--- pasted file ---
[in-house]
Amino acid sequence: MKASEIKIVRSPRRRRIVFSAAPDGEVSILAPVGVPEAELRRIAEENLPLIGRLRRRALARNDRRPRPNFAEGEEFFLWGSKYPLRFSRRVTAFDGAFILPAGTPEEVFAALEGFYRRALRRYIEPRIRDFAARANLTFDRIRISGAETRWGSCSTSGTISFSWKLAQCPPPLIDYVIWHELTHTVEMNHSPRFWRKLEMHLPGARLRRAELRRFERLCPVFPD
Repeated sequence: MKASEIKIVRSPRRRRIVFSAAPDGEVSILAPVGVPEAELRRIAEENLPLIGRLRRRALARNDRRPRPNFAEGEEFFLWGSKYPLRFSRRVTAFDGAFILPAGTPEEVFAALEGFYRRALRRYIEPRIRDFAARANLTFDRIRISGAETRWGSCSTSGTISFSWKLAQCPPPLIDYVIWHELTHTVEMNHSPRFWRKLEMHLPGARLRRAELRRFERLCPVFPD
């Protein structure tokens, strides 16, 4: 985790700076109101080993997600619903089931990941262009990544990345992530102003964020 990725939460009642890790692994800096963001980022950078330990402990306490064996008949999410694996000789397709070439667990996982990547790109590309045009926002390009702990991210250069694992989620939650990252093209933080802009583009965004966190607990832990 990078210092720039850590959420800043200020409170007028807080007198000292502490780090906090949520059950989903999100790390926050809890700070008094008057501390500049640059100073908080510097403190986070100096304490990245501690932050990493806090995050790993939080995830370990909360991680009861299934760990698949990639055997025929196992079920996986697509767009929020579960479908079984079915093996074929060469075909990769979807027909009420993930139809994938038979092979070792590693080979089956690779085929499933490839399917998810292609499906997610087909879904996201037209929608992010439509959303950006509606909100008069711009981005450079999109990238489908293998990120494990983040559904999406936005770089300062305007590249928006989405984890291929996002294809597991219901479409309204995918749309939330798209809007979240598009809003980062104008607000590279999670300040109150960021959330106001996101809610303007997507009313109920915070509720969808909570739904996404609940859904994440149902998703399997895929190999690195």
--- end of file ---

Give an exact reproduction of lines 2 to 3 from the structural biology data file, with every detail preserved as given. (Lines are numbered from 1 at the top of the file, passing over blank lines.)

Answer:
Amino acid sequence: MKASEIKIVRSPRRRRIVFSAAPDGEVSILAPVGVPEAELRRIAEENLPLIGRLRRRALARNDRRPRPNFAEGEEFFLWGSKYPLRFSRRVTAFDGAFILPAGTPEEVFAALEGFYRRALRRYIEPRIRDFAARANLTFDRIRISGAETRWGSCSTSGTISFSWKLAQCPPPLIDYVIWHELTHTVEMNHSPRFWRKLEMHLPGARLRRAELRRFERLCPVFPD
Repeated sequence: MKASEIKIVRSPRRRRIVFSAAPDGEVSILAPVGVPEAELRRIAEENLPLIGRLRRRALARNDRRPRPNFAEGEEFFLWGSKYPLRFSRRVTAFDGAFILPAGTPEEVFAALEGFYRRALRRYIEPRIRDFAARANLTFDRIRISGAETRWGSCSTSGTISFSWKLAQCPPPLIDYVIWHELTHTVEMNHSPRFWRKLEMHLPGARLRRAELRRFERLCPVFPD